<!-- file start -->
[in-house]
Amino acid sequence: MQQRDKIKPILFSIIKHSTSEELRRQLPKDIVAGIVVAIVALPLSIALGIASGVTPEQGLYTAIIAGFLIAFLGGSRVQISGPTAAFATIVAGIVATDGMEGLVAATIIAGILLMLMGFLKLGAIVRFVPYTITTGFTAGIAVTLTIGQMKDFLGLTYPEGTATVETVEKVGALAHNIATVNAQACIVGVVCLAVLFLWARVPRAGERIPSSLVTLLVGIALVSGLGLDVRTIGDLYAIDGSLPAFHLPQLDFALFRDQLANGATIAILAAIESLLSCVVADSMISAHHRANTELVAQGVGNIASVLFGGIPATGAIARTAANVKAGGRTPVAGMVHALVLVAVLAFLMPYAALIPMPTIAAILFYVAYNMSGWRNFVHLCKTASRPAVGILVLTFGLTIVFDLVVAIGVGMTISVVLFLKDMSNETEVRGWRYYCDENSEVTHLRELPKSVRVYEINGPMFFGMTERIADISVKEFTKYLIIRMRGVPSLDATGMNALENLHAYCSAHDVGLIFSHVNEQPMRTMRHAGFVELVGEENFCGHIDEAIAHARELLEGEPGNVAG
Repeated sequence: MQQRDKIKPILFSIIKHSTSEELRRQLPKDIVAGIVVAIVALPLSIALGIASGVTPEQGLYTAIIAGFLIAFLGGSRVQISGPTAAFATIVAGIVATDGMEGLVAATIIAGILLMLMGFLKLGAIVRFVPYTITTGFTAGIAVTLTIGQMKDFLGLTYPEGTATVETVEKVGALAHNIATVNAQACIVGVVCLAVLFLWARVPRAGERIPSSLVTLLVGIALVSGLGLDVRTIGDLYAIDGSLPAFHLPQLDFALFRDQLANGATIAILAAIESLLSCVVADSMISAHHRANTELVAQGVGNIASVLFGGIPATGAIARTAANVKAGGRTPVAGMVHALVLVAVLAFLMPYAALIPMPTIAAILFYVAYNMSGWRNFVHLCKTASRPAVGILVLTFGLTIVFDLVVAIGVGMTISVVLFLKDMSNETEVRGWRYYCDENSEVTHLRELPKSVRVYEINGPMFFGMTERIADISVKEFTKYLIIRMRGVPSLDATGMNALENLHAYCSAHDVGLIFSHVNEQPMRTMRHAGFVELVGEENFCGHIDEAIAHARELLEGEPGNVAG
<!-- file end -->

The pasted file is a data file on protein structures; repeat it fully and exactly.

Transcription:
[in-house]
Amino acid sequence: MQQRDKIKPILFSIIKHSTSEELRRQLPKDIVAGIVVAIVALPLSIALGIASGVTPEQGLYTAIIAGFLIAFLGGSRVQISGPTAAFATIVAGIVATDGMEGLVAATIIAGILLMLMGFLKLGAIVRFVPYTITTGFTAGIAVTLTIGQMKDFLGLTYPEGTATVETVEKVGALAHNIATVNAQACIVGVVCLAVLFLWARVPRAGERIPSSLVTLLVGIALVSGLGLDVRTIGDLYAIDGSLPAFHLPQLDFALFRDQLANGATIAILAAIESLLSCVVADSMISAHHRANTELVAQGVGNIASVLFGGIPATGAIARTAANVKAGGRTPVAGMVHALVLVAVLAFLMPYAALIPMPTIAAILFYVAYNMSGWRNFVHLCKTASRPAVGILVLTFGLTIVFDLVVAIGVGMTISVVLFLKDMSNETEVRGWRYYCDENSEVTHLRELPKSVRVYEINGPMFFGMTERIADISVKEFTKYLIIRMRGVPSLDATGMNALENLHAYCSAHDVGLIFSHVNEQPMRTMRHAGFVELVGEENFCGHIDEAIAHARELLEGEPGNVAG
Repeated sequence: MQQRDKIKPILFSIIKHSTSEELRRQLPKDIVAGIVVAIVALPLSIALGIASGVTPEQGLYTAIIAGFLIAFLGGSRVQISGPTAAFATIVAGIVATDGMEGLVAATIIAGILLMLMGFLKLGAIVRFVPYTITTGFTAGIAVTLTIGQMKDFLGLTYPEGTATVETVEKVGALAHNIATVNAQACIVGVVCLAVLFLWARVPRAGERIPSSLVTLLVGIALVSGLGLDVRTIGDLYAIDGSLPAFHLPQLDFALFRDQLANGATIAILAAIESLLSCVVADSMISAHHRANTELVAQGVGNIASVLFGGIPATGAIARTAANVKAGGRTPVAGMVHALVLVAVLAFLMPYAALIPMPTIAAILFYVAYNMSGWRNFVHLCKTASRPAVGILVLTFGLTIVFDLVVAIGVGMTISVVLFLKDMSNETEVRGWRYYCDENSEVTHLRELPKSVRVYEINGPMFFGMTERIADISVKEFTKYLIIRMRGVPSLDATGMNALENLHAYCSAHDVGLIFSHVNEQPMRTMRHAGFVELVGEENFCGHIDEAIAHARELLEGEPGNVAG